Information Theory: 1. Information Theory to 1951—A Non-Technical Review Articles
Articles  |   June 01, 1952
Information Theory: 1. Information Theory to 1951—A Non-Technical Review
 
Author Notes
  • * The three distinguished papers here published as a group were originally presented at the 1951 Annual Convention of ASHA, Chicago, Ill., in a joint meeting with SAA under the chairmanship of James F. Curtis. In reproducing them substantially in their original oral form, the Journal deviates from its usual policy.
    The three distinguished papers here published as a group were originally presented at the 1951 Annual Convention of ASHA, Chicago, Ill., in a joint meeting with SAA under the chairmanship of James F. Curtis. In reproducing them substantially in their original oral form, the Journal deviates from its usual policy.×
  • The writer was asked to make a talk on information theory to an audience interested in speech problems. Assuming that most persons in the audience were unacquainted with the theory, and that they would not relish mathematical details, it seemed desirable not to be too severe as regards technical accuracy, to abandon any pretense of an orderly development of the subject, and to present a few main features which would indicate the general nature of the theory. This in turn, led to an informal mode of oral presentation, which was made without any manuscript.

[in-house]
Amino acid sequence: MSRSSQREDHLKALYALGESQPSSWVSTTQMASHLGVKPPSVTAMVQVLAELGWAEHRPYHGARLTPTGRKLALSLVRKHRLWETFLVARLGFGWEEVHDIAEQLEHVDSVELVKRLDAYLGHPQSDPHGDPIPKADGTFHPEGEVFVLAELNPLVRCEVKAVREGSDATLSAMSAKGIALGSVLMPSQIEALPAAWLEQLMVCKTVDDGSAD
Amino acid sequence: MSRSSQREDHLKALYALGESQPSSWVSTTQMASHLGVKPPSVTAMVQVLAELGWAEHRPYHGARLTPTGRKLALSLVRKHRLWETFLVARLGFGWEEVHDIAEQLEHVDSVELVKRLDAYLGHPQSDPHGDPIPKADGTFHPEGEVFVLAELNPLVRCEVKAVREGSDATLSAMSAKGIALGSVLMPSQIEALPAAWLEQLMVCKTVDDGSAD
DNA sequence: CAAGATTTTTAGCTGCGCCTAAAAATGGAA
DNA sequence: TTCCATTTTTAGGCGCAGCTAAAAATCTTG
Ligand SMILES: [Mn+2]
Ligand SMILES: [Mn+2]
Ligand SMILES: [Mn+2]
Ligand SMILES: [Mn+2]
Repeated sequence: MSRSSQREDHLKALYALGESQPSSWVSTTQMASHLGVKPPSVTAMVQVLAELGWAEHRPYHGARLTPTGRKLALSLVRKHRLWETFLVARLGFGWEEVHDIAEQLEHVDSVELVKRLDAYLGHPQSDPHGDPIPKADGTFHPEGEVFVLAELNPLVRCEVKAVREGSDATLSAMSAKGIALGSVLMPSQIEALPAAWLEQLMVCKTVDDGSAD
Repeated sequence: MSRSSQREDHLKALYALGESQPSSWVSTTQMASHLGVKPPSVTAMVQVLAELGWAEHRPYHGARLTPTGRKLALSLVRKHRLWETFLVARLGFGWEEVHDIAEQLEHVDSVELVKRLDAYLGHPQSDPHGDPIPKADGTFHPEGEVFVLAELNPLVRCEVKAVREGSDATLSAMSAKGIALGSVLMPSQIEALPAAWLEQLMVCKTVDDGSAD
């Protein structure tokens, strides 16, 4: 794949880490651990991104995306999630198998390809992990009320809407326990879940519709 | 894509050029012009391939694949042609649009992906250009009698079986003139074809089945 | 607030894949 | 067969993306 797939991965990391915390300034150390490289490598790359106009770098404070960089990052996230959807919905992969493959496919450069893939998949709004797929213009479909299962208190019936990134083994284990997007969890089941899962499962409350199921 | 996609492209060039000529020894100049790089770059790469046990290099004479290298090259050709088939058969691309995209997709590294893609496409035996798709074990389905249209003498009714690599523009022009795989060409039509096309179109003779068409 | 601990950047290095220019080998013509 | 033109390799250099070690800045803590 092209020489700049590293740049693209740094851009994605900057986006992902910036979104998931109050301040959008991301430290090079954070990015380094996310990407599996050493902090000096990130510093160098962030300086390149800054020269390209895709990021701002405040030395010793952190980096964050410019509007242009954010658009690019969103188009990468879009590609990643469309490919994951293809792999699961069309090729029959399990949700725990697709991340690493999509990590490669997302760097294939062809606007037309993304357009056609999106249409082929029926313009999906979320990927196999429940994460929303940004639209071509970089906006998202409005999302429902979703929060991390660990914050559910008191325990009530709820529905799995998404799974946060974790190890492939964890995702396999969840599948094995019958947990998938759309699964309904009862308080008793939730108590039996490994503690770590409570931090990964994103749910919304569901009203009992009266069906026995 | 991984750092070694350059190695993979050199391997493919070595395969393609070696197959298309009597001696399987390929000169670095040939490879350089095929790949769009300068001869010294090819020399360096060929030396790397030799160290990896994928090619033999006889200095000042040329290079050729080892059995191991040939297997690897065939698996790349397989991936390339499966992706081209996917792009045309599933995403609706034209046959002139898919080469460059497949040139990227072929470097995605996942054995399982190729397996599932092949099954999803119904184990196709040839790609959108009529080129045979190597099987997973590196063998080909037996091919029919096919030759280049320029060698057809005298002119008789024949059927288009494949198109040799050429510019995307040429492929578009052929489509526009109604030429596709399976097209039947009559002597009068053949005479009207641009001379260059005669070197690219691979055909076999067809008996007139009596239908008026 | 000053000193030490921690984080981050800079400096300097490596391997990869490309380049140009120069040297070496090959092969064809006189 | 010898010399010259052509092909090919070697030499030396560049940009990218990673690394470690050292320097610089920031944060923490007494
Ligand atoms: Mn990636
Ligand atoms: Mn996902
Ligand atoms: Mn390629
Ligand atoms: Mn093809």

The writer was asked to make a talk on information theory to an audience interested in speech problems. Assuming that most persons in the audience were unacquainted with the theory, and that they would not relish mathematical details, it seemed desirable not to be too severe as regards technical accuracy, to abandon any pretense of an orderly development of the subject, and to present a few main features which would indicate the general nature of the theory. This in turn, led to an informal mode of oral presentation, which was made without any manuscript.×
    Having been asked to write out what I said, I either have to stick to the same informal style, or I must substantially alter both the contents and the presentation. I have done the former, even though this sort of exposition is not very usual in print. As nearly as I can remember, this is what I said—although it is true that I have experienced esprit d’escalier, and at a few points this is not exactly what I said, but what I now wish that I had said.
    Having been asked to write out what I said, I either have to stick to the same informal style, or I must substantially alter both the contents and the presentation. I have done the former, even though this sort of exposition is not very usual in print. As nearly as I can remember, this is what I said—although it is true that I have experienced esprit d’escalier, and at a few points this is not exactly what I said, but what I now wish that I had said.×
  • Warren Weaver (Ph.D., Wisconsin, 1921) is Director of the Division of Natural Sciences and Agriculture, Rockefeller Foundation.
    Warren Weaver (Ph.D., Wisconsin, 1921) is Director of the Division of Natural Sciences and Agriculture, Rockefeller Foundation.×
Article Information
Articles   |   June 01, 1952
Information Theory: 1. Information Theory to 1951—A Non-Technical Review
Journal of Speech and Hearing Disorders, June 1952, Vol. 17, 166-174. doi:10.1044/jshd.1702.166
 
Journal of Speech and Hearing Disorders, June 1952, Vol. 17, 166-174. doi:10.1044/jshd.1702.166
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